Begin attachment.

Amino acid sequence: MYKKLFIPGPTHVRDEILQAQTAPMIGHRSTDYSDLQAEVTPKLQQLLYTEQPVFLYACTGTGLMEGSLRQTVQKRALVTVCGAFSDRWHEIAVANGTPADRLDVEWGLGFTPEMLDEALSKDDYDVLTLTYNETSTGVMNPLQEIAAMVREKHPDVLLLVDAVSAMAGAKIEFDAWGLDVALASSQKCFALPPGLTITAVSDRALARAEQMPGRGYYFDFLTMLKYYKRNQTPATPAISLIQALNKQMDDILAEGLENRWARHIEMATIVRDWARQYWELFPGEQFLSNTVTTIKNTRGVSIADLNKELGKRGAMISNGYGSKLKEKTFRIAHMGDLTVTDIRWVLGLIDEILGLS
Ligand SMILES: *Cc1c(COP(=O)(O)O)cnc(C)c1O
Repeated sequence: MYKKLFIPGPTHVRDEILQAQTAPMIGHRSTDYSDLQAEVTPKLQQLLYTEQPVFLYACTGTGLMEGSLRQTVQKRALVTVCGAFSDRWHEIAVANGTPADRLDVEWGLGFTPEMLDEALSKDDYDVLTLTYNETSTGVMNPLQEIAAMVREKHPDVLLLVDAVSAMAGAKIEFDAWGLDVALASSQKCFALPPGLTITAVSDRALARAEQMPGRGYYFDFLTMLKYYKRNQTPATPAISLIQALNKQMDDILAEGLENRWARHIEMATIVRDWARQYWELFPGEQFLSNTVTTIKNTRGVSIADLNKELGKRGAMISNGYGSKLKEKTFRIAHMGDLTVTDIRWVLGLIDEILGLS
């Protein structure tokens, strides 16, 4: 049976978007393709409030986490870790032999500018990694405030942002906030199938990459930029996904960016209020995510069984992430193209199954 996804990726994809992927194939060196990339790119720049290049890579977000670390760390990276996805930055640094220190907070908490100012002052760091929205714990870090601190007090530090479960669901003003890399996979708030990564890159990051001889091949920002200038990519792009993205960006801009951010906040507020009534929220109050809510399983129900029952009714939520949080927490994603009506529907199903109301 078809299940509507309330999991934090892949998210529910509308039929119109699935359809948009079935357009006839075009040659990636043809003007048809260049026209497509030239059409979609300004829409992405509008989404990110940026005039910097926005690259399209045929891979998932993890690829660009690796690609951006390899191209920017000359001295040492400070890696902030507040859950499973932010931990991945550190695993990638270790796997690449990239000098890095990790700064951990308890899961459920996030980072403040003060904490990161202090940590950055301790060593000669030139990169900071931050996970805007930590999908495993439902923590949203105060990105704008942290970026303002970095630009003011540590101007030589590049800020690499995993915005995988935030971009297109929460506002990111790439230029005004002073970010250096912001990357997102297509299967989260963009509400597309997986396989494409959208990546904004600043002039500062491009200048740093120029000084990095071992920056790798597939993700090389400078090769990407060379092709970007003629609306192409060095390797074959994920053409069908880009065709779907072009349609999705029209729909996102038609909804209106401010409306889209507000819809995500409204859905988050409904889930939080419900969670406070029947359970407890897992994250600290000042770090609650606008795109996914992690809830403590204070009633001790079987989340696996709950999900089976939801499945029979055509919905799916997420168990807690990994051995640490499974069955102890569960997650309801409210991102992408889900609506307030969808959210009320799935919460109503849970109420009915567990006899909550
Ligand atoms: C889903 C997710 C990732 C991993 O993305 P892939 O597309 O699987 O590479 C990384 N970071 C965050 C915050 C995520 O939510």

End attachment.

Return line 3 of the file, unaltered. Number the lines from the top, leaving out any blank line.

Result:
Repeated sequence: MYKKLFIPGPTHVRDEILQAQTAPMIGHRSTDYSDLQAEVTPKLQQLLYTEQPVFLYACTGTGLMEGSLRQTVQKRALVTVCGAFSDRWHEIAVANGTPADRLDVEWGLGFTPEMLDEALSKDDYDVLTLTYNETSTGVMNPLQEIAAMVREKHPDVLLLVDAVSAMAGAKIEFDAWGLDVALASSQKCFALPPGLTITAVSDRALARAEQMPGRGYYFDFLTMLKYYKRNQTPATPAISLIQALNKQMDDILAEGLENRWARHIEMATIVRDWARQYWELFPGEQFLSNTVTTIKNTRGVSIADLNKELGKRGAMISNGYGSKLKEKTFRIAHMGDLTVTDIRWVLGLIDEILGLS